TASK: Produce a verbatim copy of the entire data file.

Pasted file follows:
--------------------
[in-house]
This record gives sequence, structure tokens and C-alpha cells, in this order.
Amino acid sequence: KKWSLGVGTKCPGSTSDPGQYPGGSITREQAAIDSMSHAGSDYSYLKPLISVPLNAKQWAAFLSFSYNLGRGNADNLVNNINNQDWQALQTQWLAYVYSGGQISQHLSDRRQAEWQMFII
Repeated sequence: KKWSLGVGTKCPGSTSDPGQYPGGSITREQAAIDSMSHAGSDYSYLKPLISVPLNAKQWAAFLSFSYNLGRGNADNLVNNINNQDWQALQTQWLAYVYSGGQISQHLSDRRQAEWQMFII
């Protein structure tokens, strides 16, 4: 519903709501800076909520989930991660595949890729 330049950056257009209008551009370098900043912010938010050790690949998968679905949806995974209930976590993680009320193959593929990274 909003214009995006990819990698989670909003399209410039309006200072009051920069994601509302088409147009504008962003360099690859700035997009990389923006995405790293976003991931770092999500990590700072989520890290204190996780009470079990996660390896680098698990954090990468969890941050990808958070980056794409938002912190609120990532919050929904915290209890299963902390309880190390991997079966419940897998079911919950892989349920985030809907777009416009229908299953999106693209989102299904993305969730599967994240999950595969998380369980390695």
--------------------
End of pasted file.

[in-house]
This record gives sequence, structure tokens and C-alpha cells, in this order.
Amino acid sequence: KKWSLGVGTKCPGSTSDPGQYPGGSITREQAAIDSMSHAGSDYSYLKPLISVPLNAKQWAAFLSFSYNLGRGNADNLVNNINNQDWQALQTQWLAYVYSGGQISQHLSDRRQAEWQMFII
Repeated sequence: KKWSLGVGTKCPGSTSDPGQYPGGSITREQAAIDSMSHAGSDYSYLKPLISVPLNAKQWAAFLSFSYNLGRGNADNLVNNINNQDWQALQTQWLAYVYSGGQISQHLSDRRQAEWQMFII
């Protein structure tokens, strides 16, 4: 519903709501800076909520989930991660595949890729 330049950056257009209008551009370098900043912010938010050790690949998968679905949806995974209930976590993680009320193959593929990274 909003214009995006990819990698989670909003399209410039309006200072009051920069994601509302088409147009504008962003360099690859700035997009990389923006995405790293976003991931770092999500990590700072989520890290204190996780009470079990996660390896680098698990954090990468969890941050990808958070980056794409938002912190609120990532919050929904915290209890299963902390309880190390991997079966419940897998079911919950892989349920985030809907777009416009229908299953999106693209989102299904993305969730599967994240999950595969998380369980390695």